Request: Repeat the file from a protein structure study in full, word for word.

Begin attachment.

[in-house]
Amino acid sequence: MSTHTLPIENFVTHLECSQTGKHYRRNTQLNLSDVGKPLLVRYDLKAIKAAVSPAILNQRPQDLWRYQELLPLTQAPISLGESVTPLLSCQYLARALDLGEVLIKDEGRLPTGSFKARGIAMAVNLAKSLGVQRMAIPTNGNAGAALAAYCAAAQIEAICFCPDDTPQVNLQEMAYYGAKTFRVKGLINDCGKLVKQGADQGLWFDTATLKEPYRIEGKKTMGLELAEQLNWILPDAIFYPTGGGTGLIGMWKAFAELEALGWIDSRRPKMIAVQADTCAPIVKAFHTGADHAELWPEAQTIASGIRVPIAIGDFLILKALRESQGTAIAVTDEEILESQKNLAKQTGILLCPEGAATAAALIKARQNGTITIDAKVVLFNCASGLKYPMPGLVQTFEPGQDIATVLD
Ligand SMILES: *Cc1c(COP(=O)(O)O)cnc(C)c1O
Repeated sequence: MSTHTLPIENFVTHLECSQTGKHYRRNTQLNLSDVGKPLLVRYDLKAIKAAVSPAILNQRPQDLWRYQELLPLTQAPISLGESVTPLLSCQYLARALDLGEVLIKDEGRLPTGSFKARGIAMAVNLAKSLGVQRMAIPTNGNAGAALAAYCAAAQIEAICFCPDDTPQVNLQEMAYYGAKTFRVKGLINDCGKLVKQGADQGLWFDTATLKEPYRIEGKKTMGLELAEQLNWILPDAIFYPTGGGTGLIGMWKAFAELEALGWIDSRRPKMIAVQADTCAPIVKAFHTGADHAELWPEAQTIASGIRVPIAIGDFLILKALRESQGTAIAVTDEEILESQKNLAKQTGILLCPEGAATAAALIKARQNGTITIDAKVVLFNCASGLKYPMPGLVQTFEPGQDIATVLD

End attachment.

[in-house]
Amino acid sequence: MSTHTLPIENFVTHLECSQTGKHYRRNTQLNLSDVGKPLLVRYDLKAIKAAVSPAILNQRPQDLWRYQELLPLTQAPISLGESVTPLLSCQYLARALDLGEVLIKDEGRLPTGSFKARGIAMAVNLAKSLGVQRMAIPTNGNAGAALAAYCAAAQIEAICFCPDDTPQVNLQEMAYYGAKTFRVKGLINDCGKLVKQGADQGLWFDTATLKEPYRIEGKKTMGLELAEQLNWILPDAIFYPTGGGTGLIGMWKAFAELEALGWIDSRRPKMIAVQADTCAPIVKAFHTGADHAELWPEAQTIASGIRVPIAIGDFLILKALRESQGTAIAVTDEEILESQKNLAKQTGILLCPEGAATAAALIKARQNGTITIDAKVVLFNCASGLKYPMPGLVQTFEPGQDIATVLD
Ligand SMILES: *Cc1c(COP(=O)(O)O)cnc(C)c1O
Repeated sequence: MSTHTLPIENFVTHLECSQTGKHYRRNTQLNLSDVGKPLLVRYDLKAIKAAVSPAILNQRPQDLWRYQELLPLTQAPISLGESVTPLLSCQYLARALDLGEVLIKDEGRLPTGSFKARGIAMAVNLAKSLGVQRMAIPTNGNAGAALAAYCAAAQIEAICFCPDDTPQVNLQEMAYYGAKTFRVKGLINDCGKLVKQGADQGLWFDTATLKEPYRIEGKKTMGLELAEQLNWILPDAIFYPTGGGTGLIGMWKAFAELEALGWIDSRRPKMIAVQADTCAPIVKAFHTGADHAELWPEAQTIASGIRVPIAIGDFLILKALRESQGTAIAVTDEEILESQKNLAKQTGILLCPEGAATAAALIKARQNGTITIDAKVVLFNCASGLKYPMPGLVQTFEPGQDIATVLD